The global company set up its baking, cooking and spreads unit in 2015. Today it has announced it intends to either sell or demerge the spreads division. Analysts believe the brands could sell for more than £4b.
The decision to sell follows Unilever's brand-wide review which began after Kraft Heinz abandoned its offer to buy Unilever for approximately £115b in February this year. The company is also planning to raise its dividend by 12% and launch a share buy-back of â¬5b (£4.3b) this year.
Unilever has announced it will be looking at simplifying its status as a dual-listed company.
Chief executive officer Paul Polman said that the company is looking toward being "a leaner and more focused business". He said: "After a long history in Unilever, we have decided that the future of the spreads business now lies outside the group. We will look to increase our strategic flexibility for further portfolio optimisation through a review of the dual-headed legal structure, with a view to simplifying it.
"We will support our business with a higher level of leverage, while retaining the benefits of a strong credit rating. This will enable us to enhance value for shareholders through increased capital returns, while maintaining operational and strategic flexibility.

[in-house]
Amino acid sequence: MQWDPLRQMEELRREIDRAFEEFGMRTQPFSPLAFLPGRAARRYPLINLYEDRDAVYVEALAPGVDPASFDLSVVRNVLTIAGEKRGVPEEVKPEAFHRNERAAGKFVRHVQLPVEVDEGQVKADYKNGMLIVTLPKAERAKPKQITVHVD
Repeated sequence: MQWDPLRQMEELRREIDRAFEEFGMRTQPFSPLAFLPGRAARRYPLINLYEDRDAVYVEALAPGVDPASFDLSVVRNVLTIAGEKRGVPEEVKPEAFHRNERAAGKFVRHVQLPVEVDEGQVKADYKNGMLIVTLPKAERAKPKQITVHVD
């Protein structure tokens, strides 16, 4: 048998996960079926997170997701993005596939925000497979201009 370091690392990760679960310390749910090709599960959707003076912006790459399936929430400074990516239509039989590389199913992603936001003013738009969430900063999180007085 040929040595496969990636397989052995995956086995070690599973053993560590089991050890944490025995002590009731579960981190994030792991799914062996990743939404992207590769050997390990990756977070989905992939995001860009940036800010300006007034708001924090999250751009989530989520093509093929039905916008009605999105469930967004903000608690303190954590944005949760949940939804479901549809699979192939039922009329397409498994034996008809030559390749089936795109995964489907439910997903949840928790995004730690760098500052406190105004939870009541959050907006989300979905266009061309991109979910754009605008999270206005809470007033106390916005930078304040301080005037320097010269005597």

"For 2017, we remain on track to deliver underlying sales growth ahead of our markets, in the 3-5% range. We feel confident that the changes we are announcing today will accelerate the transformation of Unilever and the delivery of sustainable shareholder value over the long term."
The review statement also said that Unilever would increase its cost-cutting efforts, targeting a 20% underlying operating margin, before restructuring, by 2020 as part of its Connecting 4 Growth programme which started last year.
Mark Jones, a food and drink solicitor at Gordons law firm, said: "Unilever's move to separate and sell off its margarine division is not simply about satisfying shareholders who are unhappy about the business rejecting Kraft Heinz's takeover bid. The Kraft bid was motivated by the changing consumer market, and Unilever is now making its own moves to adjust. Packaged food growth has been slowing for some time, and while the margarine business remains very profitable, consumers are moving away from the spread in search of healthier alternatives.
"Unilever has never carried unprofitable brands. One of the reasons it is so successful is because it buys and sell brands at the right time and in this case, parting ways with its margarine division, whilst the going is still good, will enable it to focus on markets which are likely to keep growing in the medium term."
At the time of publishing, the company's share price had risen by 0.4% over the past 24 hours to â¬46.90 (£40.15).